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It can be said that art is an expression of the mind that cannot be placed into words. It is my opinion that if you believe that art can only be found in the form of pottery or canvas, then you truly are a savage.
I believe that it was Frank Lloyd Wright that expressed that architecture is what we refer to as a “sermon in stone”. Architecture should express beauty, functionality, and be thought provoking. Many of us believe that machinery parallels this philosophy. Machines are much more than a sum of inanimate parts. To many of us they take on a status of life. At a young age I found many machines to be beautiful and thought provoking. In my eyes, the OSSA Phantom was that functional beauty.
In 1975 I bought an OSSA Phantom from a friend of mine that had ridden it to much success during the previous season. Fortunately he had the resources to purchase a new bike every season. He was quite taken with the Phantom and was going to directly replace it with a new one of the same year and model.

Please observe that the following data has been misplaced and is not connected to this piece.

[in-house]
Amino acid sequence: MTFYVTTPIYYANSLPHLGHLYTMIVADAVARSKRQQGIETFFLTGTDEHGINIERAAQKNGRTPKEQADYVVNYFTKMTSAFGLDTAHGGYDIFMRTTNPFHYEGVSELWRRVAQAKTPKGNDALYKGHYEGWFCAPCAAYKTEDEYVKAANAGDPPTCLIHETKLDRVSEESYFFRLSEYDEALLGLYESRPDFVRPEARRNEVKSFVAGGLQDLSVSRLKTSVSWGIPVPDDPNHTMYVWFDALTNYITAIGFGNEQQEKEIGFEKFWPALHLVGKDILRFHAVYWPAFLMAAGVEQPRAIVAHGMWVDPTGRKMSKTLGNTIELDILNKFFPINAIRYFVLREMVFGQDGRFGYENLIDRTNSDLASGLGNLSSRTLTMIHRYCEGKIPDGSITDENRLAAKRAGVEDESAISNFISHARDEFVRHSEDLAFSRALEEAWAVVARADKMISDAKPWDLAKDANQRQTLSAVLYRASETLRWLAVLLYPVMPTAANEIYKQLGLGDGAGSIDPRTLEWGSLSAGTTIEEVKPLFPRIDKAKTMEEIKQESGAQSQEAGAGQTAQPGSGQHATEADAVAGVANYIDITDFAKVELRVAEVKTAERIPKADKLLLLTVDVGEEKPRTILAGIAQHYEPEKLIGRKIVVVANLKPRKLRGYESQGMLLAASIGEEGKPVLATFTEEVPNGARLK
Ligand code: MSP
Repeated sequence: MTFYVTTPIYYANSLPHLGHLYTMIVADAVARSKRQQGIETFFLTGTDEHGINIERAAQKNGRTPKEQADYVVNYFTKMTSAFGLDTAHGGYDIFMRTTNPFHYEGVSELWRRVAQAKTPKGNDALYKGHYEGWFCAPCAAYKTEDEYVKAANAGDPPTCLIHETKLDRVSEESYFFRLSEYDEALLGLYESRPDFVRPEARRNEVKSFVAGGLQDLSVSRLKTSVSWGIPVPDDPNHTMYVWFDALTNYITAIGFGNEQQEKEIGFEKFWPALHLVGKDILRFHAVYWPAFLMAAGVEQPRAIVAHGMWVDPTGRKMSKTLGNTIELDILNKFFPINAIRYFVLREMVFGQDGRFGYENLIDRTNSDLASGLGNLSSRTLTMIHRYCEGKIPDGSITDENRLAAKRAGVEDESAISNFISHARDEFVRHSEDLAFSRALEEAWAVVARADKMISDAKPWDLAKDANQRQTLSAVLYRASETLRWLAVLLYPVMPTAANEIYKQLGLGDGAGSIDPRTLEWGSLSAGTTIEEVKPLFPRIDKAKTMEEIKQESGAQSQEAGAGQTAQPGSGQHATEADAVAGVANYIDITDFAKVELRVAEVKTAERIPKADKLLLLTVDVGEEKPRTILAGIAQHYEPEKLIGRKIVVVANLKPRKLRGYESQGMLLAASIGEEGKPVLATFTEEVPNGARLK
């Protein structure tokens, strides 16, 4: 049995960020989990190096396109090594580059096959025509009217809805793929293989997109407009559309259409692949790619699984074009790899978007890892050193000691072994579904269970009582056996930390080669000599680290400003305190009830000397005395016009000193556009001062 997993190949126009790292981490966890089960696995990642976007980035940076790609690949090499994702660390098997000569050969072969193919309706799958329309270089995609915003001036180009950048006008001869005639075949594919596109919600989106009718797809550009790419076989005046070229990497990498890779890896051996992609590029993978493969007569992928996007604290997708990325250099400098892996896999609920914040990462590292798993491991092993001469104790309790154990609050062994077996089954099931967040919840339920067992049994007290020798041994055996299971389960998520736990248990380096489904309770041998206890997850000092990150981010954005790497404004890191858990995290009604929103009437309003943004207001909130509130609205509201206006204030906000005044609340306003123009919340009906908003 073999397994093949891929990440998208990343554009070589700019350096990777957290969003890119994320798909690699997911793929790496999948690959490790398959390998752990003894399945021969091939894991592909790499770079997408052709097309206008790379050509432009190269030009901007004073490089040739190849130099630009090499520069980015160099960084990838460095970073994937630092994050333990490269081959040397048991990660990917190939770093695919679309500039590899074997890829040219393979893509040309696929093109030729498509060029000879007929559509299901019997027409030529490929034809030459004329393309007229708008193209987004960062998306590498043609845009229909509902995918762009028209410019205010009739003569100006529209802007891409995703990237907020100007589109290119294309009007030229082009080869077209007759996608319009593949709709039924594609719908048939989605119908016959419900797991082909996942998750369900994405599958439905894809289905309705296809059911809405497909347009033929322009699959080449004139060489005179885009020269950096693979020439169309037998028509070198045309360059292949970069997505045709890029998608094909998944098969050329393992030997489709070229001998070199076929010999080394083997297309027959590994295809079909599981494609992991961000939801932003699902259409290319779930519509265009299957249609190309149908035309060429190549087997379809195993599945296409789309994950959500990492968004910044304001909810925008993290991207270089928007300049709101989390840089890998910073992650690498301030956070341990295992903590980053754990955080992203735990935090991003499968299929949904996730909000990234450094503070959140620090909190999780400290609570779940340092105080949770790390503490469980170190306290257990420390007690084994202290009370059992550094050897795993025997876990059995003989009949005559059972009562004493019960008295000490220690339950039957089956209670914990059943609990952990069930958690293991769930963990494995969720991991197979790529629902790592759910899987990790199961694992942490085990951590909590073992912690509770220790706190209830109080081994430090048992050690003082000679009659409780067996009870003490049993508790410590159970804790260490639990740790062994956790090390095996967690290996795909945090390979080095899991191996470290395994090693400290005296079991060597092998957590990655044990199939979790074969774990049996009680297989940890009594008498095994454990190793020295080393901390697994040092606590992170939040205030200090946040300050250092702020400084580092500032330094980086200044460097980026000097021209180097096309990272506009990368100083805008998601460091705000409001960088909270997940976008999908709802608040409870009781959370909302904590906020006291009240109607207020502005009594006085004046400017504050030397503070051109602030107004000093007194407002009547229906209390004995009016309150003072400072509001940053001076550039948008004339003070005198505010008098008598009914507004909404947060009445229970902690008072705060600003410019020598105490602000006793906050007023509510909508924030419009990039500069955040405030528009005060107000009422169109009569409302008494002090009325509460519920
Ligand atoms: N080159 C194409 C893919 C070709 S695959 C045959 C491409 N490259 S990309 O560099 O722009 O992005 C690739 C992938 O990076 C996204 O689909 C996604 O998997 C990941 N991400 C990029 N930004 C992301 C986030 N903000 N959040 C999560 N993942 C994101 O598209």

I had worked in the rice harvest that fall and happily purchased the bike for $800. If you have ever worked a harvest in agriculture you know that your daylight hours are spoken for. One fall night I purchased the Phantom from my friend and after work rode it in a very dimly lit equipment yard. I smiled all the way home.
For two seasons the Phantom was a joy to ride. It was light, fast, and had torque and horsepower that seemed to never end. My Phantom, as well as my friend’s, was in constant development. The mid to late seventies were the golden years for long travel suspension development. We laid the shocks down, installed dampening rod extenders, and built up pipes for the two Phantoms.
You wouldn’t believe how excited we were when we learned of the two Phantoms that Marty Moates and Kenny Zhart were riding. And what was even more encouraging was that our Phantoms shared many of the modifications that they had... Read more